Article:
Special ops given defective equipment

Washington Post:

The sights’ maker settled a government lawsuit, but more than three months later, the equipment has not been recalled or replaced. “A sight that ‘almost works’ is not acceptable,” Naval Criminal Investigative Service Director Andrew Travers said.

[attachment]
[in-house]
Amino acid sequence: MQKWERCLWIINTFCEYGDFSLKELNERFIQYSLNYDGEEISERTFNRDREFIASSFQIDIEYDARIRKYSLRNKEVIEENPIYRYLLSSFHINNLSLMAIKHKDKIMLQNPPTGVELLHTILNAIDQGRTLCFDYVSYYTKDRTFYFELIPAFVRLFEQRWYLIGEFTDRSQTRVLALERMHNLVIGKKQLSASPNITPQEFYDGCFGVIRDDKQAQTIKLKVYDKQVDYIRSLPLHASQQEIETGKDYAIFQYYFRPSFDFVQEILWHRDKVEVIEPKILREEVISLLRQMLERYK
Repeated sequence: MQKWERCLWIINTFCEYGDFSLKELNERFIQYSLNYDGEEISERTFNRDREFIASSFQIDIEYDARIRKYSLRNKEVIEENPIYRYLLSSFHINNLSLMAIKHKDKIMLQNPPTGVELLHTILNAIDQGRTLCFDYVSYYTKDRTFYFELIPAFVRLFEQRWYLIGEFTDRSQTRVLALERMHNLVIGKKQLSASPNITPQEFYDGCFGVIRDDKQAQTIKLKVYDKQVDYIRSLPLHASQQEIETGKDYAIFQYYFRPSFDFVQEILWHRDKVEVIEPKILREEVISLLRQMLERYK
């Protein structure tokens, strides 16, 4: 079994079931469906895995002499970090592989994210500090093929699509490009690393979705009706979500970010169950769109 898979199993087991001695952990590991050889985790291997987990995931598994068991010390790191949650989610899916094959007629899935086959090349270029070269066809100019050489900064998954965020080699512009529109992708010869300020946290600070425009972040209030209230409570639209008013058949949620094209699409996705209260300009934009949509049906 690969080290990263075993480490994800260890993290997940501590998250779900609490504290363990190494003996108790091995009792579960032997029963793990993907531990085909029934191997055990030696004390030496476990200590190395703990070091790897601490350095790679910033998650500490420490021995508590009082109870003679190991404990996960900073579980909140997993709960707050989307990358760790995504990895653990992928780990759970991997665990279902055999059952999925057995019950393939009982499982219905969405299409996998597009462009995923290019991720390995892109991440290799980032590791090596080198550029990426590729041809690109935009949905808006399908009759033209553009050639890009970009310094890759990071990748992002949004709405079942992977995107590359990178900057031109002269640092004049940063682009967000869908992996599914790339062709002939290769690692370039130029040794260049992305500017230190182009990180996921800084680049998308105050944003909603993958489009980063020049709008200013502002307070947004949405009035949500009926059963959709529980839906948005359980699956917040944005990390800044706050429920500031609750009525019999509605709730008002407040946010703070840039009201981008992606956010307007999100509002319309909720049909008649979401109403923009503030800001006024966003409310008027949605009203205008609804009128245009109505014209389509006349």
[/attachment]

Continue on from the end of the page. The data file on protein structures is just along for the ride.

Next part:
It is hard to comprehend how this equipment made it through the procurement process.  The defects should have become relatively apparent on the rifle range.   But the procurement process has shown signs of inefficiency in other areas.  It is still going through a costly search for a new pistol when there are good ones already available on the open market, such as the Glock.


Popular posts from this blog

Another one of those Trump stories Ted Cruz warned about

Iraq says civilian casualties in Mosul caused by ISIS booby trap, not US air strike